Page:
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The Chicago Precedent

Wed, 05/18/2022 - 09:38


One Sunday night in 2003, Mayor Richard M. Daley of Chicago shocked his city by sending earth-moving equipment to tear up the runways at a Chicago airport. With a judge’s decision to at least temporarily block town officials from imposing tough new restrictions at East Hampton Airport, an increasing number of people wish for a Mayor Daley moment here.

Meigs Field came into being following the end of World War II, built on a man-made island that had once been envisioned as a public park on the city’s lakefront. Meigs, named after a newspaper publisher, was home base for a large number of private aircraft and from time to time during its history, commercial flights. By 1955, Meigs was the country’s busiest single-strip airport, with some 40,000 flights every year. But it was also an annoyance to some Chicagoans who lived nearby and, potentially, prime parkland, and as far back as the 1970s Chicago mayors had considered closing it. But, as in East Hampton, the city had earlier taken money from the Federal Aviation Administration that tied its officials’ hands until 2001; East Hampton’s so-called grant assurances that its airport would remain open ran out last fall.

The future site for Meigs Field was used for the 1933 World’s Fair, whose theme was “Century of Progress.” The single runway was just under 3,900 feet long, and there were four helicopter pads at one end. In 1972, the first Mayor Daley, Richard M. Daley’s father, proposed closing it. The city first announced its intention to do so in 1992; Mayor Daley the younger announced plans for a park there in 1996, but the State of Illinois stopped him. Sunrise came on March 31, 2003, and the city and aviation world discovered that deep X-shape gouges had been dug overnight with heavy construction equipment, leaving the facility unusable. Sixteen planes that had been parked there when the destruction began were eventually allowed to fly out, using a parallel taxiway. That summer, construction of the park began.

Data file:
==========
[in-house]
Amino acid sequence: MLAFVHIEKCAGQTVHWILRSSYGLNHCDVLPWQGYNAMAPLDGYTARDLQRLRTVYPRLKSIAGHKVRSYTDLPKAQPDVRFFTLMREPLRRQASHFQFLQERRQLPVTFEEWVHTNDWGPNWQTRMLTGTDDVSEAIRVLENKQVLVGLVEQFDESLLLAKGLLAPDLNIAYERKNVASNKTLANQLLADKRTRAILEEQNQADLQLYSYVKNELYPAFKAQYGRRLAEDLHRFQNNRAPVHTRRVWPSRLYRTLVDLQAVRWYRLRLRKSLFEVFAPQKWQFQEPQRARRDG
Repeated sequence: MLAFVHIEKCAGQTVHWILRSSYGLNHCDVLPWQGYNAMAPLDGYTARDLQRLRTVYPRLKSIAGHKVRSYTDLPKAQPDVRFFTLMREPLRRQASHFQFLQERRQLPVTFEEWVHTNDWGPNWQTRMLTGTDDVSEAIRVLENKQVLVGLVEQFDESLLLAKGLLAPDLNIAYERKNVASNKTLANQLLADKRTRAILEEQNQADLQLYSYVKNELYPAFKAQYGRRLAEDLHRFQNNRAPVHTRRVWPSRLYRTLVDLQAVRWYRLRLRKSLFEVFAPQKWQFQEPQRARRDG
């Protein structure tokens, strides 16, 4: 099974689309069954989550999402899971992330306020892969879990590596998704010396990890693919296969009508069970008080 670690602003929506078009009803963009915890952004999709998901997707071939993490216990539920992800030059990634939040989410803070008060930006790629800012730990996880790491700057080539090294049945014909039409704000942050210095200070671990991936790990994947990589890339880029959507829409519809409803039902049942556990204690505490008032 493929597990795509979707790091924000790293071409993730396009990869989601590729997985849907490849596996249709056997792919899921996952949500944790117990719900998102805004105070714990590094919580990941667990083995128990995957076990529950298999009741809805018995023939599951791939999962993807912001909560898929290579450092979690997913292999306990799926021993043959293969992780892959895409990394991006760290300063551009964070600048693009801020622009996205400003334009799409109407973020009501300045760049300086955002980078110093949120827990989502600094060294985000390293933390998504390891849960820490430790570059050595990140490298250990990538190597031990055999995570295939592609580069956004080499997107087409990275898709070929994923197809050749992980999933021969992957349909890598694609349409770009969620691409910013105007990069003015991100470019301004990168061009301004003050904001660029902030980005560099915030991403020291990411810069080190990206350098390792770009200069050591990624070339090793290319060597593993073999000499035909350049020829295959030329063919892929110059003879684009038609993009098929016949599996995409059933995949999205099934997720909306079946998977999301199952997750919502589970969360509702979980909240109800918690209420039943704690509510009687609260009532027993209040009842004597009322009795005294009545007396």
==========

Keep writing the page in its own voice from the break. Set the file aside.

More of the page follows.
There was little that anyone could have done to stop the mayor. The F.A.A. issued a $33,000 fine to the city and forced the repayment of money taken from an airport account to pay for work on the park. Congress eventually increased the maximum fines for failing to alert the F.A.A. to an impending airport closure 30 days in advance to $10,000. There is little chance that the City of Chicago would rebuild Meigs Field, though a candidate in the 2019 mayoral primary had included the idea in his 10-point plan.

Like Chicago in 2003, East Hampton Town owns its airport and is now free of its promises to the F.A.A. But unlike in the Windy City, there is a large and growing contingent of residents who say East Hampton’s should be closed. Aviation interests, including charter helicopter companies, are banking on an assumption that the town would not take that drastic step. However, as they use the courts to frustrate any attempt to cut down on noise and pollution, they are also increasing public demands for real change. Their all-or-nothing approach may leave them in the end with exactly that: nothing. In the end, there really is no way to stop a town board majority from ordering the bulldozers to roll.


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